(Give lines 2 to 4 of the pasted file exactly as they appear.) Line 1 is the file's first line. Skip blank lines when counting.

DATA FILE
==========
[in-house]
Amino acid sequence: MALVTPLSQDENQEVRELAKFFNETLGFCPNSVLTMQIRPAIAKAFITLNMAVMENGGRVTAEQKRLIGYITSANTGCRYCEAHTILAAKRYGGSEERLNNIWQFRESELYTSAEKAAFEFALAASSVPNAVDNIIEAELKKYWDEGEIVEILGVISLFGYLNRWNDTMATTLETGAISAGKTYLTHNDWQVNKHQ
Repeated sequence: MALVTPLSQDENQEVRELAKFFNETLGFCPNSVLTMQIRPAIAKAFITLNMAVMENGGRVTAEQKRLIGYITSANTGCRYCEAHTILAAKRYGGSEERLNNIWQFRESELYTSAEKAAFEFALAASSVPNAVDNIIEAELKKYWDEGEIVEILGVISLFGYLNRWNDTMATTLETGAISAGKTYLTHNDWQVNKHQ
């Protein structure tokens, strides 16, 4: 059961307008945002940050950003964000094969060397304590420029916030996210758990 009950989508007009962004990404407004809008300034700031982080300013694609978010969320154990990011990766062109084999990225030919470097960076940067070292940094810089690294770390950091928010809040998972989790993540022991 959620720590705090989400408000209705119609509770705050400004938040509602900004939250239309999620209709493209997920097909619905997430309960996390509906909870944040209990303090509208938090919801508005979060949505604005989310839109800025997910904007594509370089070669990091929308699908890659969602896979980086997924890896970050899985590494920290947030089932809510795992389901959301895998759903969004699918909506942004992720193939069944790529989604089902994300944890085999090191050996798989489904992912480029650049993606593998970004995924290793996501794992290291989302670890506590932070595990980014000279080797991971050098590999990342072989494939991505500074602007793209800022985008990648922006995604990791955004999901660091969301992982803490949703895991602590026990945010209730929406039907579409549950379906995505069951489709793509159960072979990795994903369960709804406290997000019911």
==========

Amino acid sequence: MALVTPLSQDENQEVRELAKFFNETLGFCPNSVLTMQIRPAIAKAFITLNMAVMENGGRVTAEQKRLIGYITSANTGCRYCEAHTILAAKRYGGSEERLNNIWQFRESELYTSAEKAAFEFALAASSVPNAVDNIIEAELKKYWDEGEIVEILGVISLFGYLNRWNDTMATTLETGAISAGKTYLTHNDWQVNKHQ
Repeated sequence: MALVTPLSQDENQEVRELAKFFNETLGFCPNSVLTMQIRPAIAKAFITLNMAVMENGGRVTAEQKRLIGYITSANTGCRYCEAHTILAAKRYGGSEERLNNIWQFRESELYTSAEKAAFEFALAASSVPNAVDNIIEAELKKYWDEGEIVEILGVISLFGYLNRWNDTMATTLETGAISAGKTYLTHNDWQVNKHQ
């Protein structure tokens, strides 16, 4: 059961307008945002940050950003964000094969060397304590420029916030996210758990 009950989508007009962004990404407004809008300034700031982080300013694609978010969320154990990011990766062109084999990225030919470097960076940067070292940094810089690294770390950091928010809040998972989790993540022991 959620720590705090989400408000209705119609509770705050400004938040509602900004939250239309999620209709493209997920097909619905997430309960996390509906909870944040209990303090509208938090919801508005979060949505604005989310839109800025997910904007594509370089070669990091929308699908890659969602896979980086997924890896970050899985590494920290947030089932809510795992389901959301895998759903969004699918909506942004992720193939069944790529989604089902994300944890085999090191050996798989489904992912480029650049993606593998970004995924290793996501794992290291989302670890506590932070595990980014000279080797991971050098590999990342072989494939991505500074602007793209800022985008990648922006995604990791955004999901660091969301992982803490949703895991602590026990945010209730929406039907579409549950379906995505069951489709793509159960072979990795994903369960709804406290997000019911």